Why Trump’s ‘grandiose paranoid character’ appeals to his supporters — despite his broken promises: Harvard psychoanalyst
Over the weekend, President Donald Trump addressed the Conservative Political Action Committee (CPAC), making multiple misleading claims about the economy, the wall and his tax cuts. According to the Washington Post, the speech contained 104 misleading claims, bringing his total number of false or fishy statements to roughly 9,014 over the course of his administration.
Raw Story spoke with Dr. Henry J. Friedman, M.D., Associate Professor of Psychiatry at Harvard Medical School, about why the President finds it so easy to lie and the unique dynamic he has with his base that lets him get away with it.
Friedman is a contributor to “The Dangerous Case of Donald Trump: 27 Psychiatrists and Mental Health Experts Assess a President,” edited by Bandy X. Lee, the expanded edition of which is to be released this month. He brings a psychoanalytic perspective to understand the totalitarian mindset, which presents a multifold threat to the world.
Tana Ganeva: According to one report, Trump’s CPAC speech contained 104 instances of lies. Why do you think the President finds it so easy to lie?
Dr. Henry J. Friedman: When facing an audience that responds to him with adulation, he is inclined to present his worst tendencies in excess because he knows it pleases his base if he is extremely opposed to established standards of truth and politeness.
Trump’s base love him for liberating them to hate illegal immigrants and indulge their hatred of social change, of same sex marriage or woman’s rights and the rise of African Americans as a powerful political and social presence in the United States. His stance against equality for disavowed minority groups is exactly what they find attractive in him. He liberates their worst inclinations and fights against those who want to see the best in humanity dominate our society.
Tana Ganeva: How is the President different in front of his supporters?
Dr. Henry J. Friedman: He is empowered by such an audience to state things he wants to believe in as facts, as truths. He flirts with open totalitarian positions because these please this particular audience who find his authoritarian positions compatible with what they desire in a leader.
His base prefers a leader who is authoritarian and ruthless about getting what he personally wants, as this often reflects their experience with parents, particularly fathers who insisted on obedience. Trump demands that the world operate as he wants it to be, not as it actually is. Authority isn’t authoritarianism, hence it is easy to confuse a strong leader who represents all of our citizens from an authoritarian leader who panders to the worst desires of some groups in terms of their destructive impulses directed at other less powerful citizens.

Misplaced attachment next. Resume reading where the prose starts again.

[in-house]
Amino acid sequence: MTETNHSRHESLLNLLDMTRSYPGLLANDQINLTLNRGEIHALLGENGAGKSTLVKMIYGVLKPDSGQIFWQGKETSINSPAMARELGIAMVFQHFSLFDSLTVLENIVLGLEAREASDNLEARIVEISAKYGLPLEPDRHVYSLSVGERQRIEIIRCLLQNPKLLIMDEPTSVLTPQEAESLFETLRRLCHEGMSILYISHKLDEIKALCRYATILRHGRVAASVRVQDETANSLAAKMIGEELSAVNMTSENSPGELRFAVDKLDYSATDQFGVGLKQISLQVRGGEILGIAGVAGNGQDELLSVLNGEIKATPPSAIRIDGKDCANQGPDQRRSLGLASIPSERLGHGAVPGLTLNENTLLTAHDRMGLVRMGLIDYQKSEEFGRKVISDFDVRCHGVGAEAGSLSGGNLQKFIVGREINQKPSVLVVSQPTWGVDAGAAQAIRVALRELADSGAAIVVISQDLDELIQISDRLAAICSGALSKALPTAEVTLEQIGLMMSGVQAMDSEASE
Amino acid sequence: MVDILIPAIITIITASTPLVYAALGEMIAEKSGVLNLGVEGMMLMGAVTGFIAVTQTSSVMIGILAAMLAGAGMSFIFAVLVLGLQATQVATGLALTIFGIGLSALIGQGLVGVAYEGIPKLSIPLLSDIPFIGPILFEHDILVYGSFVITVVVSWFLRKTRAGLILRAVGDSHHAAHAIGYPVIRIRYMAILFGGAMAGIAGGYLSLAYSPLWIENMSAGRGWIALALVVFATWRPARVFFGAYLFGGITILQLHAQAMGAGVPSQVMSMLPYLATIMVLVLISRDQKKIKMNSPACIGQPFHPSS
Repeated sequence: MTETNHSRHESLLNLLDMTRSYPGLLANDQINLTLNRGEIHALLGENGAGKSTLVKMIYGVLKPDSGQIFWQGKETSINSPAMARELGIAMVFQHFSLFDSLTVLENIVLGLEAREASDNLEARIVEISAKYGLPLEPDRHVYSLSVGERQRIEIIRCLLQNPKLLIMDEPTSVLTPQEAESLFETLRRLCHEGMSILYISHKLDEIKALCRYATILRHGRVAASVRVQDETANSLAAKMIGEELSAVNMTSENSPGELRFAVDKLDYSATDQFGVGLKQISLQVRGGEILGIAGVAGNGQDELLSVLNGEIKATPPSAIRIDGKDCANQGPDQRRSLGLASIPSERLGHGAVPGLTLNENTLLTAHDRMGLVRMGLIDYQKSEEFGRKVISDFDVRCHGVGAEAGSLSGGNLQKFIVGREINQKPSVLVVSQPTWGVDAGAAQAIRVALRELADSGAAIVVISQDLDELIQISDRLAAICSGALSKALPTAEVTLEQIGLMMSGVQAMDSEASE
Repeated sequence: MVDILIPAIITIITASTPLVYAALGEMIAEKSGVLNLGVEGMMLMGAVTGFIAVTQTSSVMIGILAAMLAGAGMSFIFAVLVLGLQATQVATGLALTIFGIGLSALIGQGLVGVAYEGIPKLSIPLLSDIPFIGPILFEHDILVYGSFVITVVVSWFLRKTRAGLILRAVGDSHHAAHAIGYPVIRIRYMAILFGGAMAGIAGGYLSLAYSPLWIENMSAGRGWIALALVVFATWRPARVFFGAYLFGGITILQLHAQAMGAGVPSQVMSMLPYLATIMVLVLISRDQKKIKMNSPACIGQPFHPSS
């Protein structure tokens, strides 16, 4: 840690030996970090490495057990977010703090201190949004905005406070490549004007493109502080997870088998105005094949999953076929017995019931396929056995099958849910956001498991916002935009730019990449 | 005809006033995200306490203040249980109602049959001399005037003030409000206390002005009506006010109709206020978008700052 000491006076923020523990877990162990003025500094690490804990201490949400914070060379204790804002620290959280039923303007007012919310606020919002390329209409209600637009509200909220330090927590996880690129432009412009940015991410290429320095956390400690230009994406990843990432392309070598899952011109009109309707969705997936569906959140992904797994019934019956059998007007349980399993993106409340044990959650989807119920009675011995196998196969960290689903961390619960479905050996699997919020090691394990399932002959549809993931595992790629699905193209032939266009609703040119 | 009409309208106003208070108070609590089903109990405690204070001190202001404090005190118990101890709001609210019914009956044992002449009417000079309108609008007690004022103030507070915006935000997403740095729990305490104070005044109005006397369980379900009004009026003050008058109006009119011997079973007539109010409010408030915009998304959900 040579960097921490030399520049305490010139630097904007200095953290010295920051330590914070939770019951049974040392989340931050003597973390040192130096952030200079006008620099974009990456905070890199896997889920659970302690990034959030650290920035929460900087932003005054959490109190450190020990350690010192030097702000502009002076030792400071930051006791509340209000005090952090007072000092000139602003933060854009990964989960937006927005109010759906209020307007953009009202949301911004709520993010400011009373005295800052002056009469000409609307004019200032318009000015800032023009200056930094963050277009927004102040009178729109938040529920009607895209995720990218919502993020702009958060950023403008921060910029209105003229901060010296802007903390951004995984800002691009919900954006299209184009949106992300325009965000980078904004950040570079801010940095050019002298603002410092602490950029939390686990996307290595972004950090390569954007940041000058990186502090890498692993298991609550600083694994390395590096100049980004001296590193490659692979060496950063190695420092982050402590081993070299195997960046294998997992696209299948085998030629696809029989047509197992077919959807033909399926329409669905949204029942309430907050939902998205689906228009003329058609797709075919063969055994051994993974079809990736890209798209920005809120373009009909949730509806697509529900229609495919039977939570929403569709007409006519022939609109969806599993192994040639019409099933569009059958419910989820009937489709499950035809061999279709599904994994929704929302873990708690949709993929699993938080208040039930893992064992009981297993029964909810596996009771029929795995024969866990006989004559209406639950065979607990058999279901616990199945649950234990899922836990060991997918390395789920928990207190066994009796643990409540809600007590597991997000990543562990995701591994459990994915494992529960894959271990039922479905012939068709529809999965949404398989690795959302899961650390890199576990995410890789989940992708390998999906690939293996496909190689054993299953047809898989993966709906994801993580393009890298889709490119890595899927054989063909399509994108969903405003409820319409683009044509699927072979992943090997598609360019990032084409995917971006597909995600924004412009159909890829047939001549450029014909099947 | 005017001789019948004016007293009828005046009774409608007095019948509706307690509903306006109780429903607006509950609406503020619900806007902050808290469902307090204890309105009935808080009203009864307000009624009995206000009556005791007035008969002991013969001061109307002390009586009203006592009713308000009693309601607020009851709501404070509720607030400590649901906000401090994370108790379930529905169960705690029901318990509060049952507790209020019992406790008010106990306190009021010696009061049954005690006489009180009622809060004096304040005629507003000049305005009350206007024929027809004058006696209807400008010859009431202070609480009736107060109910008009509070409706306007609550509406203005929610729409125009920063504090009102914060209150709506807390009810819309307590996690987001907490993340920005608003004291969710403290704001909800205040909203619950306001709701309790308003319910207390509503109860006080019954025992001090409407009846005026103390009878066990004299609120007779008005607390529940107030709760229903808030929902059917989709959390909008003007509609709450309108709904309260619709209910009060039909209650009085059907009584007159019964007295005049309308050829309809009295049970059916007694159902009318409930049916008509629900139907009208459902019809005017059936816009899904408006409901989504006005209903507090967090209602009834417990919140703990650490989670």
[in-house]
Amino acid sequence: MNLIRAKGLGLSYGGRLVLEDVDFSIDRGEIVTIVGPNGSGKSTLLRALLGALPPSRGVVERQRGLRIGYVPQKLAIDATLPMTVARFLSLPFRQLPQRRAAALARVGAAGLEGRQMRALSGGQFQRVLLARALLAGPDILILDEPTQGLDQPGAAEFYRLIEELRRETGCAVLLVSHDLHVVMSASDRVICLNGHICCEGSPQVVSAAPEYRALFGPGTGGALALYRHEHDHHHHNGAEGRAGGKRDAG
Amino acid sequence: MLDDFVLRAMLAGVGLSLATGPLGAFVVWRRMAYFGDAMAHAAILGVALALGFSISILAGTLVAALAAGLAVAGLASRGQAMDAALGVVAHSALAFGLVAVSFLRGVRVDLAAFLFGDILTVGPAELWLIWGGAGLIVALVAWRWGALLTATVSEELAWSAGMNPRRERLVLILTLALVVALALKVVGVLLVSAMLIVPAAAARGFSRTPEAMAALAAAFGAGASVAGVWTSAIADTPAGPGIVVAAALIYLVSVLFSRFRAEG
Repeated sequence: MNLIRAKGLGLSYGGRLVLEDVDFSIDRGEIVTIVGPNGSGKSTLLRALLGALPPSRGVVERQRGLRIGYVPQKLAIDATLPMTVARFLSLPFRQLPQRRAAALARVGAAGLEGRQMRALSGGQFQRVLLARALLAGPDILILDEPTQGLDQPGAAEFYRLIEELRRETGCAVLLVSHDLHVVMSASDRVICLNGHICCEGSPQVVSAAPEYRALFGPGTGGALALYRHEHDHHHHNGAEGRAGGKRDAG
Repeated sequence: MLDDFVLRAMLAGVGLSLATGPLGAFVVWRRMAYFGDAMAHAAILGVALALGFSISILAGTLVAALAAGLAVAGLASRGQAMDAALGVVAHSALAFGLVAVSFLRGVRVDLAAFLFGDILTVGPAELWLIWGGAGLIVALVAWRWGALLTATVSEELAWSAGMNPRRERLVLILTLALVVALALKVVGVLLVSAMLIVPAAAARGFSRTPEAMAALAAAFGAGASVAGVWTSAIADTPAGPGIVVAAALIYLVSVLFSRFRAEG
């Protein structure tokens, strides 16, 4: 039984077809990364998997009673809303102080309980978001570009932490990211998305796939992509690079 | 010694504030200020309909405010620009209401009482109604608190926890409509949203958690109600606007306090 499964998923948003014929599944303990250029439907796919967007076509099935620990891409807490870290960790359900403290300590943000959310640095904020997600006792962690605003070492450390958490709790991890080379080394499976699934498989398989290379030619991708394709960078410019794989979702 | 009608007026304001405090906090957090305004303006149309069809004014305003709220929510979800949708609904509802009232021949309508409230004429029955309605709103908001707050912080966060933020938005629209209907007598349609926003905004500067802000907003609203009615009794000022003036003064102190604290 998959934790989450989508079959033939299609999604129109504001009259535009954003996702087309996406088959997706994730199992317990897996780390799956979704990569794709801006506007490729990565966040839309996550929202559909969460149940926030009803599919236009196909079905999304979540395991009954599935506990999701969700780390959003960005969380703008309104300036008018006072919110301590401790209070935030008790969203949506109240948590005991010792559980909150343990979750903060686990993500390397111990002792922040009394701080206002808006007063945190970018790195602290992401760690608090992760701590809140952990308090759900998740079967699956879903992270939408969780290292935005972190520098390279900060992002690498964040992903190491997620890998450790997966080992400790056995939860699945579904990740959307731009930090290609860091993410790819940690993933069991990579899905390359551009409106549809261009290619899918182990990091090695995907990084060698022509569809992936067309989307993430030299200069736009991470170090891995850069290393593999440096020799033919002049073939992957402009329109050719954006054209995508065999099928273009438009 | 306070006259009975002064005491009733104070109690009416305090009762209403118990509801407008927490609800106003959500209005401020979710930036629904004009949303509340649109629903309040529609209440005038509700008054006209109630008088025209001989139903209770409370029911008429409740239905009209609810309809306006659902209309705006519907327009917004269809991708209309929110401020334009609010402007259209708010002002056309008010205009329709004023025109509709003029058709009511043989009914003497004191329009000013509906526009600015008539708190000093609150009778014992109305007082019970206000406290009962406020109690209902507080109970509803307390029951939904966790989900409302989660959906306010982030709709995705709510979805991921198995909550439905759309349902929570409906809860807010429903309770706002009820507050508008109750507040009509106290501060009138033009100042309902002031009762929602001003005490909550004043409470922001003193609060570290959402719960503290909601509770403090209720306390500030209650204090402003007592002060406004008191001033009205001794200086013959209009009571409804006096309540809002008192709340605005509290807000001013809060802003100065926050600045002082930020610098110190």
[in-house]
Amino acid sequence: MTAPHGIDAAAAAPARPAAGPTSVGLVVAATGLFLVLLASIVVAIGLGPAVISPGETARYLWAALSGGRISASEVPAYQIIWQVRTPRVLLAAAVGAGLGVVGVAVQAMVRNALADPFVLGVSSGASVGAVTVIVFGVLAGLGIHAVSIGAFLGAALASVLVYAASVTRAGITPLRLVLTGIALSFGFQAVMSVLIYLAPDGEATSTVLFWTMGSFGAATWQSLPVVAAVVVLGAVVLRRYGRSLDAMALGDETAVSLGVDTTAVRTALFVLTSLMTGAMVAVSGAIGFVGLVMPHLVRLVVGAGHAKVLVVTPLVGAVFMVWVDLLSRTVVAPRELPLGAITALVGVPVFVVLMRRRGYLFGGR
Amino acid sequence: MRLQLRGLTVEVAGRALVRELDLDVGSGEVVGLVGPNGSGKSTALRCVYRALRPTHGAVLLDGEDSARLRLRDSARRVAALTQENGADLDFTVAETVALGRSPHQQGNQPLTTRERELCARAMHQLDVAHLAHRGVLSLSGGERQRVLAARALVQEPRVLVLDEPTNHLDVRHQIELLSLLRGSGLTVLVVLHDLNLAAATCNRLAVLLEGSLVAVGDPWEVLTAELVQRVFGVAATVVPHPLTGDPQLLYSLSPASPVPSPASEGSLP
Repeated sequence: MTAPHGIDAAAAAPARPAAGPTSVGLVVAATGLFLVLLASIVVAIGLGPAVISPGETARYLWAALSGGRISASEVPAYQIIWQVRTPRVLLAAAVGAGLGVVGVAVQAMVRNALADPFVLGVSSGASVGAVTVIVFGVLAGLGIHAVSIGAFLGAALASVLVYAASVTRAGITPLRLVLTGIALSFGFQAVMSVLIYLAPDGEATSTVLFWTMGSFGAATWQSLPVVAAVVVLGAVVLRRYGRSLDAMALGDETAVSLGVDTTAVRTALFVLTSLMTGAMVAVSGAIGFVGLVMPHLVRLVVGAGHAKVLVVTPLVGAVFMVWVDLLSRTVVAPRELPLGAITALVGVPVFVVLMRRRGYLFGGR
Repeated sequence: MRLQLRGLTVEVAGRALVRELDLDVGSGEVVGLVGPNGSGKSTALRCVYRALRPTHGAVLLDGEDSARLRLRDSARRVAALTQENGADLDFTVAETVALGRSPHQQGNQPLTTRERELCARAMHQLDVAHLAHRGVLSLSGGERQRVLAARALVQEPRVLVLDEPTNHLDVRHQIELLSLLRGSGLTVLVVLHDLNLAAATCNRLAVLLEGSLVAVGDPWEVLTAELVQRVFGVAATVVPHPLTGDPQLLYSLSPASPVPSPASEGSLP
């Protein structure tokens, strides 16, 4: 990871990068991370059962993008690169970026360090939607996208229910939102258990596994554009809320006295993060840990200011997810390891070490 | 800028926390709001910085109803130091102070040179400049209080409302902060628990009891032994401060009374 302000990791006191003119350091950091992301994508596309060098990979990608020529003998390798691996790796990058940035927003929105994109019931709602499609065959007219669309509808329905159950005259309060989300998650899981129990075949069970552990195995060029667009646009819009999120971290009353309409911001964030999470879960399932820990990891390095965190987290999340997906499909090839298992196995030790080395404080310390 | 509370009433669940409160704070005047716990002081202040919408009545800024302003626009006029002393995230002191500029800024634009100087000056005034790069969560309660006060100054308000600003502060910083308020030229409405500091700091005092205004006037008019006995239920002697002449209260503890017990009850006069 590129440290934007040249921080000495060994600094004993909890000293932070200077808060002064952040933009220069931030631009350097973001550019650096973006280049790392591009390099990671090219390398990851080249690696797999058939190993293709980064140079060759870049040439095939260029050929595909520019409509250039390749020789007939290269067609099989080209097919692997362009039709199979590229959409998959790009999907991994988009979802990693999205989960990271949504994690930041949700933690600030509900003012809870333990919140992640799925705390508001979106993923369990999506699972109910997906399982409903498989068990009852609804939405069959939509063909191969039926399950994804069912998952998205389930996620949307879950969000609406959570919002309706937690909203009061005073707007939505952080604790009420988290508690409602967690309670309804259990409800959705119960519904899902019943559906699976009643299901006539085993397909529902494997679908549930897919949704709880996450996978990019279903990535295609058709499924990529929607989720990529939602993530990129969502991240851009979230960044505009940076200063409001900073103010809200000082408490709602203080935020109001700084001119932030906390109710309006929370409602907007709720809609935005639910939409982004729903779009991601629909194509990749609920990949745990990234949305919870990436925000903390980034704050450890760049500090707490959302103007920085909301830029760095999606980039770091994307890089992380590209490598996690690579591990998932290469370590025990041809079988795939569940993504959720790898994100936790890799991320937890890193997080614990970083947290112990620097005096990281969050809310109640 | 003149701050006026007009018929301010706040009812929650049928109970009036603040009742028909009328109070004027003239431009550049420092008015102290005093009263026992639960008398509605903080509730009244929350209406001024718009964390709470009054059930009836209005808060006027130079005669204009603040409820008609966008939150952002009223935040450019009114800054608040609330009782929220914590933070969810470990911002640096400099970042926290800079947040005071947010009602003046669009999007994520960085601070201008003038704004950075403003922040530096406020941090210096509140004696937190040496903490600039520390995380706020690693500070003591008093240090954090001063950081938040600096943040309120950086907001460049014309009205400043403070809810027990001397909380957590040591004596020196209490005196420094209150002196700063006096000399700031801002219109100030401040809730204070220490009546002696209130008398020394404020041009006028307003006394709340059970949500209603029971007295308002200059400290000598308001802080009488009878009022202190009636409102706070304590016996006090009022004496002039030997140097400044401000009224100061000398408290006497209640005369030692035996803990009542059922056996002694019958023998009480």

Tana Ganeva: Can you explain why the President still has such a fervent following, despite arguably breaking a lot of his campaign promises, such as having Mexico pay for a wall at the Southwest border?
Dr. Henry J. Friedman: They respond not to his campaign promises or even to his actual accomplishments, which may be against their actual interests, but because his grandiose paranoid character appeals to them.
He always is ready to attack anyone who opposes him. His enemies are constructed by him, but they are what many individuals personally do in their own relationships with those around them. What his followers want is his immoderate, rash and destructive “self directed against an enemy.”
His followers are pleased with his leadership because they believe in the dangers that he insists are present when in fact they are non-existent except in his paranoid thinking. A grandiose paranoid leader appeals to and preys upon the paranoid fears of the many citizens who constitute his base.
Tana Ganeva: How does your psychoanalytic background inform you about what is happening?
Dr. Henry J. Friedman: Absolutely, this kind of grandiose paranoid character is frequently encountered in our work with patients, but in a much attenuated form or only directed at those in the grandiose paranoid individual’s family or who are employed by him or her. Those of us who work with paranoid patients understand the insistent need to find an enemy, to see an exaggerated form of danger coming from the hated others who will damage you unless they are contained and ultimately destroyed either by deportation or simply being kept out of the country.
Tana Ganeva: How can mental health expertise help the nation?
Dr. Henry J. Friedman: By giving words and concepts from our work that help the public in putting words and concepts to the anxieties that they feel, without being able to label it in such a way that they understand why Trump must be opposed, not allow to do his “Hitler routine” and destroy the free press and any criticism of his behavior and desires.
The more Trump is able to destroy the free press by denouncing it as fake news, the more he will be able to keep the public uninformed and unable to oppose his draconian approach to anything or anyone who threatens his domination and control. We in mental health can see more clearly what others see, because we recognize it from our work in treating and evaluating those who are fearful and aggressive because they are filled with hatred and loathing of all who are different from them.